New Fiction Roundup – April 2019

Cover image for Cover image for Cover image for

A Boy and His Dog at the End of the World by C.A. Fletcher – When a beloved family dog is stolen, her boy owner sets out on a life-changing journey through the ruins of a dystopian world to bring her back.

Emily Eternal by M.G. Wheaton – Designed in a lab to help humans process trauma when the Earth’s sun begins to die prematurely, an artificial consciousness discovers a possible way to save humanity, only to be attacked by individuals who would control her technology.

The Affairs of the Falcons by Melissa Rivero – Fleeing the economic and political strife of 1990s Peru, undocumented factory worker Ana struggles to support her family while fending off the challenges of discrimination, sexual harassment and a loan shark’s criminal enforcers. A first novel.

Cover image for Cover image for Cover image for

The Ash Family by Molly Dektar – Drawn by a mysterious stranger to a remote farming community that lives off the fertile mountain lands, a North Carolina teen is seduced by their high ideals before new friends begin to disappear. A first novel.

Beyond the Point by Claire Gibson – Three West Point cadets—including a nationally ranked point guard, an Army general’s faith-driven granddaughter and a rebellious homecoming queen—embark on bond-forging military careers on the eve of the September 11 attacks. A first novel.

Boy Swallows Universe by Trent Dalton – Exiled in a drug-oppressed refugee suburb in 1980s Australia, a 12-year-old boy dreams of a career in journalism while fending off the local criminal element to protect his imprisoned mother. A first novel.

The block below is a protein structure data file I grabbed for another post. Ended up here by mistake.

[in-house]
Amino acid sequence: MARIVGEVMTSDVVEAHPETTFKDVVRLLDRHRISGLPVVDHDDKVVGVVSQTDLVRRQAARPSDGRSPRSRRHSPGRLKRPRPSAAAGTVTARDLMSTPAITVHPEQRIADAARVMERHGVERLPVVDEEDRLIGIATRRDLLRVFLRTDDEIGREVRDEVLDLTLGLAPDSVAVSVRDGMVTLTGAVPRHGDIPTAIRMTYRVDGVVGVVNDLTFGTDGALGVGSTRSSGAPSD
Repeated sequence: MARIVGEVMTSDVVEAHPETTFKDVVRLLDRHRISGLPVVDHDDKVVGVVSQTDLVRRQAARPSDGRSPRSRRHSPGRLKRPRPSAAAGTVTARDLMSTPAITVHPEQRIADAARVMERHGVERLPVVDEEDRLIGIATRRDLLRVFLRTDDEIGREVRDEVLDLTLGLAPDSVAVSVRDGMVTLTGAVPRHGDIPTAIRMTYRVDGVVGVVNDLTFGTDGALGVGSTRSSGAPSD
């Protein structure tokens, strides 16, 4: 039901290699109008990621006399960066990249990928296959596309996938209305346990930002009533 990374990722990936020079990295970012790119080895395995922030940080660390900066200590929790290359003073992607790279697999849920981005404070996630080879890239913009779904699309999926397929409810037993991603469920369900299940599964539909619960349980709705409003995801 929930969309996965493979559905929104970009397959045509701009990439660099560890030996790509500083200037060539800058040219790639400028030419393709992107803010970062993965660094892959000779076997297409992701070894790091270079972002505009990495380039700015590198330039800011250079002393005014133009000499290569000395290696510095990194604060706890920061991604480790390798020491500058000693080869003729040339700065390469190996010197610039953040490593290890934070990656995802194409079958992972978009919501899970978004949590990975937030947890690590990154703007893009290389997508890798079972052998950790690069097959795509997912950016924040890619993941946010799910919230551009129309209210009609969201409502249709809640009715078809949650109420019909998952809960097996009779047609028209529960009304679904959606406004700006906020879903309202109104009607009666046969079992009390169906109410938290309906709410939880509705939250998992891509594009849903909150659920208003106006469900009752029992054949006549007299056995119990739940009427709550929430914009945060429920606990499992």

Cover image for Cover image for Cover image for

Feast Your Eyes by Myla Goldberg – The life of a controversial mid-20th-century photographer is chronicled through her daughter’s memories, interviews with her intimates and excerpts from journals and letters documenting her quest for artistic legitimacy in the face of public notoriety.

Henry, Himself by Stewart O’nan – A 75-year-old retired engineer looks out on 1998 and sees a world he suspects has passed him by, and weighs his life’s dreams against his regrets, in this prequel to Emily, Alone.

Lights All Night Long by Lydia Fitzpatrick – With the help of his American host family’s daughter, Sadie, who has secrets of her own, Russian exchange student Ilya embarks on a mission to prove his brother Vladimir’s innocence in the murders of three girls back in Russia. A first novel.

 

 

 

 

 

 

Advertisements

National Poetry Month – What is Poetry?

Folks, it is National Poetry Month, which means we really should try to answer an important question: What is poetry?  Or, as many might feel is a more appropriate way of asking the question, What the heck is a poem, anyways?

This is a very valid question that comes from a very genuine place.  I think there are many avid readers out there, readers who consume novels and non-fiction with a kind of ardor, who still come reluctantly to poetry, and wonder how or why people connect to that particular art form.